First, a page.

DECEMBER 20, 2020

Hear me out. Pornography has all the trappings of a headline-dominating modern business story—incredible usage rates, a monopoly that’s equally compelling and enraging, and a bevy of startups with a great deal of disruption potential. Sound like any other industries you know?

But despite this, the adult entertainment sector has been castigated by the business community. We’ve labeled it taboo, undeserving of insight, analysis, or even capital. In reality, it deserves all of that—who wouldn’t cover, fund, or learn more about an industry that’s existed for millions of years? If it were SaaS instead of sex, we’d be itching to get our hands on a cap table.

Of course, pornography’s relegation to the underbelly of the business world is in some ways deserved. For good reason, it has become synonymous with both 1) piracy and 2) exploitation. But how are we to put a stop to rampant creator mistreatment if we don’t understand adult entertainment at its core?

We can’t. That’s why we need to consider pornography for what it is—a massive industry that shapes modern business ideals, human interaction, and so much more. We ask our senators to understand how Facebook makes money when they’re tasked with reining in big tech. Now, we need to ask our leaders to give pornography the same consideration.

Let’s start getting an understanding now.

Size matters—sorry, had to. Porn’s an industry so vast, many consider it beyond measurement. When internet experts do try to calculate the size of its digital presence, they come up with numbers like this:

That traffic requires people. It’s been estimated that in just the San Fernando Valley (the Silicon Valley of porn), adult entertainment employs 20,000 people. Scale, it seems, is not lacking.

Influence matters. While it’s difficult to measure the exact economic impact of pornography, most realistic estimates put it around $6–$15 billion in annual revenue here in the states...or on par with the NBA, Netflix, and the NFL most years.

And the adult entertainment industry is widely known for adopting and popularizing new technology that eventually makes its way to you and me and the masses—everything from instant messaging and video streaming to digital credit card transactions to virtual reality.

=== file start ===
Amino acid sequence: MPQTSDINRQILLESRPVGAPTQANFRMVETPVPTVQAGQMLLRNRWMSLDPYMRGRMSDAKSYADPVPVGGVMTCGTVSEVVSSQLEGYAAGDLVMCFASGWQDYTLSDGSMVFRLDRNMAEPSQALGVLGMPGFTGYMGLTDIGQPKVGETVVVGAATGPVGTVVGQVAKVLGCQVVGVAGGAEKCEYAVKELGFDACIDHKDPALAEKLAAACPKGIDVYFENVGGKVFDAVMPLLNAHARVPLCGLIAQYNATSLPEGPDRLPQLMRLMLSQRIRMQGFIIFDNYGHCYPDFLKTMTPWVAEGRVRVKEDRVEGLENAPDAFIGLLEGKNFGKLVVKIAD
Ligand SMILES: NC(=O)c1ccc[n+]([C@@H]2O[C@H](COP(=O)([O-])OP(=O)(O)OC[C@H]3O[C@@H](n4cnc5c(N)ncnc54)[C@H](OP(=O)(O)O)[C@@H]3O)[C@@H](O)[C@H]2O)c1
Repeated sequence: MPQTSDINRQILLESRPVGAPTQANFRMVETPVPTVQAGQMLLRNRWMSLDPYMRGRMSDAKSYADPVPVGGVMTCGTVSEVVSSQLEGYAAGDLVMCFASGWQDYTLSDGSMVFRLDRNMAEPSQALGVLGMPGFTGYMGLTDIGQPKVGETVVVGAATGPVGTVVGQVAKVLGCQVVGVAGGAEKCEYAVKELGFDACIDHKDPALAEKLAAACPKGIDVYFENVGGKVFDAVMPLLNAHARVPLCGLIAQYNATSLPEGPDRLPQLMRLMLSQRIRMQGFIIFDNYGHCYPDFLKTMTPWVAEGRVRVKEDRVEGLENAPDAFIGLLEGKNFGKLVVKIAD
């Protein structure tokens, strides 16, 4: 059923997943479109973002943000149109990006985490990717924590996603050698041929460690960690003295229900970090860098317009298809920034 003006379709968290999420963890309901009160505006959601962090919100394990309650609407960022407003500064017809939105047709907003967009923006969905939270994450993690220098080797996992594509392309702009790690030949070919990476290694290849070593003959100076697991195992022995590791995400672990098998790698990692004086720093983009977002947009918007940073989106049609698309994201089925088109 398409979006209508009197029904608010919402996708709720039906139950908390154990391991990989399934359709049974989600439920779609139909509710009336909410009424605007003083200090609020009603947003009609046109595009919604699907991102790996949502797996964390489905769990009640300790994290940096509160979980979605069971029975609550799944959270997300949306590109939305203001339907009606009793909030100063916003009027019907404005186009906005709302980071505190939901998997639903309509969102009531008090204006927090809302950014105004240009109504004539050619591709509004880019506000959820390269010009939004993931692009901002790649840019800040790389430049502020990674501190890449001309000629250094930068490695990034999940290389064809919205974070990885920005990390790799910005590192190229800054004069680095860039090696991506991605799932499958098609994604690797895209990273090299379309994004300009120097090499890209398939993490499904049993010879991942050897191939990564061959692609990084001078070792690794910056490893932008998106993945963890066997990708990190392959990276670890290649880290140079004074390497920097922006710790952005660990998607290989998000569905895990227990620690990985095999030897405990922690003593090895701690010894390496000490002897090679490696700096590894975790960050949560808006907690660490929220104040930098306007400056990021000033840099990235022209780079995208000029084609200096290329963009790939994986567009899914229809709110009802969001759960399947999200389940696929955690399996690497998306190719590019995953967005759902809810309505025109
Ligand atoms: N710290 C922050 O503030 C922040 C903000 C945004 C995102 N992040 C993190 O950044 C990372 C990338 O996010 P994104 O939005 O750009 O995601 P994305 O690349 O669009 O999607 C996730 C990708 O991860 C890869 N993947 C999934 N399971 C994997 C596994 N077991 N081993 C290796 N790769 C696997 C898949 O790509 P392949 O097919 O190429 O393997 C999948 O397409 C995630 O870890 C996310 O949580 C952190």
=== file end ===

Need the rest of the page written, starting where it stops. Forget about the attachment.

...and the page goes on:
Adaptability—for better or for worse—has always been part of pornography’s DNA.

These examples illustrate the duality of porn—for all its promise, it contains enormous risks that, in the best case, belong in an S-1 disclosure and, in the worst case, risk human life. We can’t allow that to permeate the evolving pornography business even more just because we fail to understand who needs protecting and when. Offering that protection is step one—step two is turning pornography into a modern business sector greased with capital to keep the wheels turning (safely).

It’s said that most of us think about sex. We know it sells. So how come we can’t admit that prudent investment in pornography and the many businesses that constitute it could pay off in spades?

We’ve created a different values system for industries we consider to be peddling vices. If we applied that logic to the serotonin boost of getting a like on Instagram—a vice, almost incontrovertibly—should we not treat OnlyFans and Facebook the same way? Both are rife with potential misuse, both log unbelievable traffic, and both make gobs of money.

And yet we consider “porn” to be a bad word in business and beyond. In fact, this email might land in your spam folder because I often used that word instead of “adult entertainment.” That gives me pause, and it should give you pause, too. This is why we’re making this week’s episodes. If we want to be well-informed people with a fuller understanding of the business world around us...we have to think about pornography more.

Listen to the latest episodes of Business Casual